Posts Tagged ‘Marketing’
Posted by Rick McPartlin on July 26th, 2011
As a fledgling salesperson, I believed product knowledge, excellent communication and hard work would lead to success.
With a few years under my belt, I believed that the additional processes and skills I learned through training would allow me to achieve even greater success.
Yet when I became a professional salesperson, I discovered a painful truth: no matter how good I was, how hard I worked, or what I tried, I would never be more successful than my organization allowed me to be.
My most difficult competitor was MY OWN COMPANY!
Posted by Rick McPartlin on May 3rd, 2011
When you’re launching a new offer, everyone is fired up and sees a clear road to success. “The product is great. The market is huge. This will sell itself, and we’ll get top dollar, too. We just have to be ready to meet huge market demand.” So the organization busies itself preparing for huge demand and profits to suddenly appear.
Interestingly, salespeople often don’t see the same easy road the rest of the organization sees. (This fact surprises most of the executives we work with.) A sales team sees gold at the end of a road, but the road they see is long, twisty, challenging and uncertain. It will have potholes, dead trees and dead ends. They also know that they will probably have to build or repair that road if they want to get new deals to close at the end.
Posted by Rick McPartlin on August 3rd, 2010
Based on the conversations I’ve been having recently, I know you’ll recognize this scenario. Your star sales rep has uncovered an interesting revenue opportunity, but it’s off strategy for your company. It might require more customization than you typically provide. Perhaps it’s a new industry for you, or you’ll need to hire new people with different skill sets in order to fulfill it. It may also be a test program with promises of future business if the stars are aligned.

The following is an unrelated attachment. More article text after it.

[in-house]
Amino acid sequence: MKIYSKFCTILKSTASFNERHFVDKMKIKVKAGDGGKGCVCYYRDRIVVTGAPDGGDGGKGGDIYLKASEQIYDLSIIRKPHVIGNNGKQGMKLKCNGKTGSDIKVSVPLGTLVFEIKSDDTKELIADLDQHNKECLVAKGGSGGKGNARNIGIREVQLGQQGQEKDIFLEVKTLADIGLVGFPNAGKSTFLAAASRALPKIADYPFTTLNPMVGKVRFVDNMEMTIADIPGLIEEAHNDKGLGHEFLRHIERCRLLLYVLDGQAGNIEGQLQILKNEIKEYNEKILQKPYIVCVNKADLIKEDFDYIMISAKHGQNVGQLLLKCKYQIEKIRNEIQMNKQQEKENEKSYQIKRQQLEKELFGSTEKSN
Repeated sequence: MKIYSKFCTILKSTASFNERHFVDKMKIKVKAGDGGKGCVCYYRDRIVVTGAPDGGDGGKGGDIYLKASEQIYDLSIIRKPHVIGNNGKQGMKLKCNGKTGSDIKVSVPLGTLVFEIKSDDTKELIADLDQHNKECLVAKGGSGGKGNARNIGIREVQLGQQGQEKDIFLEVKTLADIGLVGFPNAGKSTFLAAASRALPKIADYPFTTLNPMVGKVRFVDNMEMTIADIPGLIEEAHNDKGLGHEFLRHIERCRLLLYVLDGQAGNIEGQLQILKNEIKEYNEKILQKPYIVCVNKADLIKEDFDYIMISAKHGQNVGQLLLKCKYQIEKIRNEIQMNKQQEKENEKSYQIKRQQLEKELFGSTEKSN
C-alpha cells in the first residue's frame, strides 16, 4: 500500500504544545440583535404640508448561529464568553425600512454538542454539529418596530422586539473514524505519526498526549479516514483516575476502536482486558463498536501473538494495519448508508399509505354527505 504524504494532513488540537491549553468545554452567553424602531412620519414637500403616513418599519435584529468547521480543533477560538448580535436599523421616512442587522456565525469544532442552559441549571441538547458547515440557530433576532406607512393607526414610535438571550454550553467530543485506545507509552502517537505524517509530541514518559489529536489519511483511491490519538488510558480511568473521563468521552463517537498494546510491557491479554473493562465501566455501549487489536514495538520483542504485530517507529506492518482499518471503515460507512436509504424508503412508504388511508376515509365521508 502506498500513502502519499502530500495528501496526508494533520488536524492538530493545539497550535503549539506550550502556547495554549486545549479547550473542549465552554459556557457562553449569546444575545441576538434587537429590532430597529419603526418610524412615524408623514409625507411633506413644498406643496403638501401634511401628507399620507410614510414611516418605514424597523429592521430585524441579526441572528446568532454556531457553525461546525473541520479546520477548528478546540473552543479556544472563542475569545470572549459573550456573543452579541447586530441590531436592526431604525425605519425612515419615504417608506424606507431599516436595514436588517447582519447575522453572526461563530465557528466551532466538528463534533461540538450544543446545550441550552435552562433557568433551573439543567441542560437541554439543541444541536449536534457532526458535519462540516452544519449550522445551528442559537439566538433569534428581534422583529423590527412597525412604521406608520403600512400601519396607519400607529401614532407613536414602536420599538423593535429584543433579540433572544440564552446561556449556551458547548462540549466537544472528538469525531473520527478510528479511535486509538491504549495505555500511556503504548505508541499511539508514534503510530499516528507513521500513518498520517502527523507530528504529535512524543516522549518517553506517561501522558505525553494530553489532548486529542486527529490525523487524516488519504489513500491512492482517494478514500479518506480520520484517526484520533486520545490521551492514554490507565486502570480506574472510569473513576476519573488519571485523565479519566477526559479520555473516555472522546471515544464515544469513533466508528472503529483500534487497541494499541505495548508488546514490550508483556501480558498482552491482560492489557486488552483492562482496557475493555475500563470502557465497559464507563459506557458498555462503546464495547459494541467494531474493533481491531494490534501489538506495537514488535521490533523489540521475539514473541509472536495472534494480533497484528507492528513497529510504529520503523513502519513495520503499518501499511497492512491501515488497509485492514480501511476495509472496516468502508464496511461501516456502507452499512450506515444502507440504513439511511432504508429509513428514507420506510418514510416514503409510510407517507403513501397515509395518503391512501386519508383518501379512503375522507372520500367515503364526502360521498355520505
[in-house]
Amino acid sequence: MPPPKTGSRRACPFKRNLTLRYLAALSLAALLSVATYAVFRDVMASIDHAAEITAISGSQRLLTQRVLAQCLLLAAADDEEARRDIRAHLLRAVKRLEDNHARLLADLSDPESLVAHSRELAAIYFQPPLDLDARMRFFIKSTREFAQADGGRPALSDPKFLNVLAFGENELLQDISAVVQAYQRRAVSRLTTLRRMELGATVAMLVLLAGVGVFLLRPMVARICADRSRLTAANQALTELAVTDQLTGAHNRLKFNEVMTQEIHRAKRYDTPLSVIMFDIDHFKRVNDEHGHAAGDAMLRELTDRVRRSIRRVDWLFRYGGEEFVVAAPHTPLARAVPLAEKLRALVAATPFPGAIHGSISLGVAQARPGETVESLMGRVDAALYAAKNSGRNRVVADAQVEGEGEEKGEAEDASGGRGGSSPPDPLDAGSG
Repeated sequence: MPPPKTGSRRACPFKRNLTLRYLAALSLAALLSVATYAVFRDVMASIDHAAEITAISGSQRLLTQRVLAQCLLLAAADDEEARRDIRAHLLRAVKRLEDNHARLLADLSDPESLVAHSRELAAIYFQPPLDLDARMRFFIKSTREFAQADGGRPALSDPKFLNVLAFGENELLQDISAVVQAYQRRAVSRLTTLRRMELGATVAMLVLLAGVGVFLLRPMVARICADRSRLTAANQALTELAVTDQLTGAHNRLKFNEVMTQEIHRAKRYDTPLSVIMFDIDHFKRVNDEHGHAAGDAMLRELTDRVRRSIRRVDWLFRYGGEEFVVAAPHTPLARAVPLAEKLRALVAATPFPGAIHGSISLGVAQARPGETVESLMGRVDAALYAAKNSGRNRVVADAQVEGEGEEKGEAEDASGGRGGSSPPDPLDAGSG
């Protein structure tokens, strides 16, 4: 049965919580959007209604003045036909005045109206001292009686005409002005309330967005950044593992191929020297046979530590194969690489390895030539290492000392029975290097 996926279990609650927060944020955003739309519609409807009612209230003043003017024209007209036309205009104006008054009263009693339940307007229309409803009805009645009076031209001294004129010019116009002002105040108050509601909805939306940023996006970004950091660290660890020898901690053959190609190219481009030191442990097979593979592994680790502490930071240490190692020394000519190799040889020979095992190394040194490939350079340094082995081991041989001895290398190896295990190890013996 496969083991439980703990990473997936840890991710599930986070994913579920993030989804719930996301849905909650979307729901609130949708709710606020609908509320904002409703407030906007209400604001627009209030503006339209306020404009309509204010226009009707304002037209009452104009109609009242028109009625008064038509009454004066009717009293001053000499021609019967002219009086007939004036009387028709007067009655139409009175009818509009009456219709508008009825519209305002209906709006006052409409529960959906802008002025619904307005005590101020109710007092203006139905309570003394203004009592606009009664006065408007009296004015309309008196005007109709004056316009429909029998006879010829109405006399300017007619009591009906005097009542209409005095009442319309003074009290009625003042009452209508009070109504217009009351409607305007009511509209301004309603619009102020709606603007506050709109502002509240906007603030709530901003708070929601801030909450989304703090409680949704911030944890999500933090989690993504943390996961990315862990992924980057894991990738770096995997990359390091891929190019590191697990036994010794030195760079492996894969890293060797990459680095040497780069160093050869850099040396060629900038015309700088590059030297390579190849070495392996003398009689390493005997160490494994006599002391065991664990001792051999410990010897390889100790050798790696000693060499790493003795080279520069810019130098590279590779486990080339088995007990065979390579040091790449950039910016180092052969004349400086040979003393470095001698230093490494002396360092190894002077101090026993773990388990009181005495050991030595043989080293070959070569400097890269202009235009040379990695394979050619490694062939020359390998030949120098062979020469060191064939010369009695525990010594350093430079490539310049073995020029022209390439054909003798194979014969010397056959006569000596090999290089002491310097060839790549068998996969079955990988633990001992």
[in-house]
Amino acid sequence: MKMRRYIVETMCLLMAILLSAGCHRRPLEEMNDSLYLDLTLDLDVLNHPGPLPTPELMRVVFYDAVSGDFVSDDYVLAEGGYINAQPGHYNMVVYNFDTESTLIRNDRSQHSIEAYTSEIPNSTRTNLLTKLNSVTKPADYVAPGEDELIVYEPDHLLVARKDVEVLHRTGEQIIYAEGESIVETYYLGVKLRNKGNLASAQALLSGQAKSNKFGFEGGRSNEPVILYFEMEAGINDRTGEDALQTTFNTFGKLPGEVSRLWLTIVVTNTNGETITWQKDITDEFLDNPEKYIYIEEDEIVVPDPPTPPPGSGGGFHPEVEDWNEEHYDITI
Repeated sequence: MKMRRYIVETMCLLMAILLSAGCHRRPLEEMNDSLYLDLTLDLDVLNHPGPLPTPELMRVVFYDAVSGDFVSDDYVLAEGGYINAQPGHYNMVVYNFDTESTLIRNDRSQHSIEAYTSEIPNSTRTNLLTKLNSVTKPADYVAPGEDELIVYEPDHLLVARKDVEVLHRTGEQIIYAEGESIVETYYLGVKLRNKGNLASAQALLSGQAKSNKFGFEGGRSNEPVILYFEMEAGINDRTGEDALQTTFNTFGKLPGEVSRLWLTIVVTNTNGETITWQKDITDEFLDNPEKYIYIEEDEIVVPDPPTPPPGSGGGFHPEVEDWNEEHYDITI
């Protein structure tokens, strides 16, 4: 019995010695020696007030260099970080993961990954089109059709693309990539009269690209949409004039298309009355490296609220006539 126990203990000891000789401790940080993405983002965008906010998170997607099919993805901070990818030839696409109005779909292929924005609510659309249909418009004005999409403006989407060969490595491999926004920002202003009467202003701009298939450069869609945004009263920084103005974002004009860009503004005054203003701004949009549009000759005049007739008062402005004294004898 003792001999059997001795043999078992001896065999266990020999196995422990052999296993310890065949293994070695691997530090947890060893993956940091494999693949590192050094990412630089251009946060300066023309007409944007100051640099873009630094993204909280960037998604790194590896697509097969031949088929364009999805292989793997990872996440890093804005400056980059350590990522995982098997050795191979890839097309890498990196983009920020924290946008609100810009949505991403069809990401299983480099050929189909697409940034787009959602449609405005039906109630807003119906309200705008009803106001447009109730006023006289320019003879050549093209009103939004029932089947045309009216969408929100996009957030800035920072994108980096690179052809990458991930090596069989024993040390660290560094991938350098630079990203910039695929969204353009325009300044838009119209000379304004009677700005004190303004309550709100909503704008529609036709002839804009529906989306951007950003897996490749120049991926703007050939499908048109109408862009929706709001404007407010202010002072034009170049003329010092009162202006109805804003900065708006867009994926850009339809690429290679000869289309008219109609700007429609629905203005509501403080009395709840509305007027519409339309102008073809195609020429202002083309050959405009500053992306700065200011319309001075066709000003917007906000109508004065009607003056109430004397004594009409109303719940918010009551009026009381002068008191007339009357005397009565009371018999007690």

Whatever the case, during difficult times, a CEO is more likely to say yes to these kinds of deals — typically called “bluebirds” because they’re beautiful but very troublesome. After all, it’s revenue, right? Absolutely, and revenue is precious right now. Perhaps this bluebird is really a symbol of a real market trend, so you have to pay attention.
Posted by Jane Adamson on July 6th, 2010
Look OUT, not IN! If you’re following our CEO Challenge articles, speaking or consulting work, you’ve heard this mantra a lot. More often than not, answers to your most important business questions aren’t inside your organization; the answers lie out there with your customers. What problems are they facing? How is your firm REALLY doing at solving those problems? How do they make decisions? What’s the image they have of your firm versus your competitors? How much value do you really bring? How consistent and predictable is your service? Do you know what your customers wish you did better? But how can you gather this research? This action plan provides 8 ways to listen without breaking the bank.